Please allow me to introduce myself. I’m Nikhil Hemrajani – an arts entrepreneur from Mumbai, India, visiting Berlin for the next few weeks.
In Mumbai, I run my own experimental blackbox space called Sitara Studio. I stepped in four years ago with an impassioned plan to convert the defunct film studio, with minimal intervention, into an active and vibrant space for performance art. The passion is still strong today, and Sitara is definitely heading in the right direction.
In the past four years, Sitara Studio has carved a name for itself as an alternative venue that programmes relevant and thought-provoking content. Now I want to build on that reputation by finding our own voice through the curation, and by adding consistency and regularity into the mix.
Last year, I was selected amongst a group of other participants from South Asia for a fellowship programme called ARThink South Asia, which is run in India by the Goethe Institut, British Council and KHOJ Foundation (New Delhi). The idea behind the fellowship is to help arts professionals make a sustainable career from the arts. The first part of the programme was a two-week residency comprising lectures and project work that took place in May 2016.
I’m now at the second phase of the fellowship, where I do a ‘secondment’ – a sort of short transfer to another organisation. This is so I may observe and learn skills that could help me run my venture when I return.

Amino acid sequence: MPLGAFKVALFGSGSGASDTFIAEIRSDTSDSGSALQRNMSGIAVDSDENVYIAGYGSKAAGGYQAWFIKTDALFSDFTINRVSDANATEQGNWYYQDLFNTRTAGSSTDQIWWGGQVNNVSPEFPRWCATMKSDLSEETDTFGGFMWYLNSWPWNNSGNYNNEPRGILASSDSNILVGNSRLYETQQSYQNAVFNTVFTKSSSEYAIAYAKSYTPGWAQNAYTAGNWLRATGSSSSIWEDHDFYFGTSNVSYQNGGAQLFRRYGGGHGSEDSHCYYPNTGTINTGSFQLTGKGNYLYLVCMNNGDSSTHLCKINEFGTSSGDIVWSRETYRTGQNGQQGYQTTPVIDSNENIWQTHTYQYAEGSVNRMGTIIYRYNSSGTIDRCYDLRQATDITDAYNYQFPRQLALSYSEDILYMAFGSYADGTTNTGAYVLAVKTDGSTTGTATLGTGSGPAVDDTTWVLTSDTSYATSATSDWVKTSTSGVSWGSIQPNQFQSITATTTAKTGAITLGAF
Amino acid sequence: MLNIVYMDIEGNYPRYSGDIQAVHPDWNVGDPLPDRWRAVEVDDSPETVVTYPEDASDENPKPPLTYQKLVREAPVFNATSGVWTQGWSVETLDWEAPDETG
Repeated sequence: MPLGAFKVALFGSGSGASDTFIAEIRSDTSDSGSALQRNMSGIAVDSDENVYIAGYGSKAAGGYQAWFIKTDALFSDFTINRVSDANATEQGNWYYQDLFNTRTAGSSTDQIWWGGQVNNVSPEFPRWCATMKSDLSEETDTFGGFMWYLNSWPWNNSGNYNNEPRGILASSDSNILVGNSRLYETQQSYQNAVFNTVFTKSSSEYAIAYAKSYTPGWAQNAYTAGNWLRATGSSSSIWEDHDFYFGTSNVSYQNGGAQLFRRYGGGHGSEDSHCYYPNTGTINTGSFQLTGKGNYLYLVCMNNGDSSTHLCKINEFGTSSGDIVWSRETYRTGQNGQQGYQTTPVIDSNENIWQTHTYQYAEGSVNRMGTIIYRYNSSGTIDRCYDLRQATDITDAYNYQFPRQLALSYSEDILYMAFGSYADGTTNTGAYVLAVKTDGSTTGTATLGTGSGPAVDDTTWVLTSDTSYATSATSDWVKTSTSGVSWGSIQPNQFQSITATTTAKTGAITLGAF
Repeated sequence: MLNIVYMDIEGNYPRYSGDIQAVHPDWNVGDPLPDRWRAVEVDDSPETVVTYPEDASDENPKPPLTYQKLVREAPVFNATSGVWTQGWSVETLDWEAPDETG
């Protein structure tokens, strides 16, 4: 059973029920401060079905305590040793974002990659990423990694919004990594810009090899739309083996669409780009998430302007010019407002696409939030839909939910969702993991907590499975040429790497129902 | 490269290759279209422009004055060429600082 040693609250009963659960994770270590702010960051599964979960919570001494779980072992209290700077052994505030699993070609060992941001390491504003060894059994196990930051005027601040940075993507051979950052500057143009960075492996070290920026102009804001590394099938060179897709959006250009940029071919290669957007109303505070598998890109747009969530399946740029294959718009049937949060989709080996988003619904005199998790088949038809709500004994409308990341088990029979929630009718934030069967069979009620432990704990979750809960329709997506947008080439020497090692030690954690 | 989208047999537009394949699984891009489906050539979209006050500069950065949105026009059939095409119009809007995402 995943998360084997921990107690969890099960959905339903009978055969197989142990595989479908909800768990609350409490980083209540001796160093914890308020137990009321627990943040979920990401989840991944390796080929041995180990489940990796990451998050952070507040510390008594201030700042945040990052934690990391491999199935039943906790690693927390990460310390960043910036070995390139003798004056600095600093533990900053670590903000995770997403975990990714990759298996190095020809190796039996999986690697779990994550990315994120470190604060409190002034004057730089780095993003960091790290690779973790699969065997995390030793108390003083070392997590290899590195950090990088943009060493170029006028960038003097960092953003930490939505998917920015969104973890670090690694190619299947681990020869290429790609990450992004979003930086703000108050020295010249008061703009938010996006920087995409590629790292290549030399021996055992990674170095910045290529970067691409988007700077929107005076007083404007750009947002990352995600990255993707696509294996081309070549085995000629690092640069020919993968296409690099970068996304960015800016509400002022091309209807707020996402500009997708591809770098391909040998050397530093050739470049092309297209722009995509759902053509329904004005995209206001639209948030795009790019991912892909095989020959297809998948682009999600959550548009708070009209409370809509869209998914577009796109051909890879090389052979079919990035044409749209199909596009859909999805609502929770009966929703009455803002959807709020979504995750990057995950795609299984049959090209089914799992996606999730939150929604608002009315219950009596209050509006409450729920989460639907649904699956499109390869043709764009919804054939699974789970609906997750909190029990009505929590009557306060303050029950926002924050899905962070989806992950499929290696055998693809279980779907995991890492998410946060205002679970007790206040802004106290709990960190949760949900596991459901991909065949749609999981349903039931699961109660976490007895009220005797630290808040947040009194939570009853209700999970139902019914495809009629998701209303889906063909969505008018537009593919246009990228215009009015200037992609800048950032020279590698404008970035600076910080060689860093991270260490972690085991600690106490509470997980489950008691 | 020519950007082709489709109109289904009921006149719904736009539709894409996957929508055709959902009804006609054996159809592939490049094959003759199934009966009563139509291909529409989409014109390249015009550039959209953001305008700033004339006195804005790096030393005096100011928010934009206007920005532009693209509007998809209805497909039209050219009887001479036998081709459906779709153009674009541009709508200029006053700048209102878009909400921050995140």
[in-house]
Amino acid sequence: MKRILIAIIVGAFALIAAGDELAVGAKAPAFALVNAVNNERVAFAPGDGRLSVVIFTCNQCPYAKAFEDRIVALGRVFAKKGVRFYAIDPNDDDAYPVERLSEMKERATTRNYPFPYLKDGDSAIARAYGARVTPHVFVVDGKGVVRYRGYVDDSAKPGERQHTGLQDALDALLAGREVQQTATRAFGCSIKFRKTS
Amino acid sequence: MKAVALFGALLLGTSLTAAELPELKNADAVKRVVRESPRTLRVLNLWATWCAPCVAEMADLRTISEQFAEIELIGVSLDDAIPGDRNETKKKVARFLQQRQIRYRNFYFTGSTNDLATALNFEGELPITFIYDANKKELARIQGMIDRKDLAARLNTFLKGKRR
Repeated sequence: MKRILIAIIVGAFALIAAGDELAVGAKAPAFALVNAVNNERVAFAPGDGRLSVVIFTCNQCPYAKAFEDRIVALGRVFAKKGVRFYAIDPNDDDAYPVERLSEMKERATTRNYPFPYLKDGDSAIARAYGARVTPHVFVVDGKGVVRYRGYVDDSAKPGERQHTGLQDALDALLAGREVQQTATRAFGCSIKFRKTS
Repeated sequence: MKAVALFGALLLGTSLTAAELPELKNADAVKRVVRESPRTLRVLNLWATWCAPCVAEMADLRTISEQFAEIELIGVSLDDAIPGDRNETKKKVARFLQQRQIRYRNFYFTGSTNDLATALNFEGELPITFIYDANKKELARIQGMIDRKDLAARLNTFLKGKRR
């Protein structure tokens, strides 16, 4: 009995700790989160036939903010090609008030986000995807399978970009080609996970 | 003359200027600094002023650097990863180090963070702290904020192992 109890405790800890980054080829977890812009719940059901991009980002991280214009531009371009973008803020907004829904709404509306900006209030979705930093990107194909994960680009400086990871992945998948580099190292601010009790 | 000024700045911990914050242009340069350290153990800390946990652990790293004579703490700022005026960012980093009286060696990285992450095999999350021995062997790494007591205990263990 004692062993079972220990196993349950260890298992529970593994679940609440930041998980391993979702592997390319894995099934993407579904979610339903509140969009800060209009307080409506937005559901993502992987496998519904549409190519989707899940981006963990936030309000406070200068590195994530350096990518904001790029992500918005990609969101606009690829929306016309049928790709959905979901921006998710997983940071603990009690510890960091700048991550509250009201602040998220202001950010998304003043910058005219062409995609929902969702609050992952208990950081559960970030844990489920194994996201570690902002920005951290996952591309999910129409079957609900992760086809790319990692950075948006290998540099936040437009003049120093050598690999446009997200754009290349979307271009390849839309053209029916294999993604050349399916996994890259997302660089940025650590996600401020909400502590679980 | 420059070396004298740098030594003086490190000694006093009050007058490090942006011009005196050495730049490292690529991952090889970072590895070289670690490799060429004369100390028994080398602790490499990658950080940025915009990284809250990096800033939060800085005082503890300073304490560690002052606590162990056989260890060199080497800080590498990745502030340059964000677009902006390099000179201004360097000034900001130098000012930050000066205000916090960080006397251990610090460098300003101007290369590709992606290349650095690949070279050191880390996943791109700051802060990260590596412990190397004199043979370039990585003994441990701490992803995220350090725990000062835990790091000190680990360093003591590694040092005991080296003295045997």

I think this stage is quite essential as it can offer clarity and objectivity that would otherwise be difficult to acquire. A secondment could also allow me to solve problems without the burden of responsibility that comes from running one’s own venue.
The kind folks at ACUD have generously offered to host my secondment, and I’m grateful for that. I think ACUD is ideal for me as it has many similarities to Sitara Studio: it is a multidisciplinary arts space independently run by a small group of individuals. Some of the pressing areas at ACUD, such as sustainable programming and audience development, are the same at Sitara Studio. It would be edifying to compare methods, and see how both ACUD and Sitara Studio are able to programme and create an audience database.
I’m also happy to collaborate, and make inroads into a country and culture that I otherwise would not have access to. The idea of a cultural exchange between two venues is exciting, especially in this time of globalisation.
I’ll be around at ACUD till Saturday, May 13th, so please stop by and say hi if you’re around. If you have any questions on India’s independent scene for music and art, I’m happy to give you my opinion!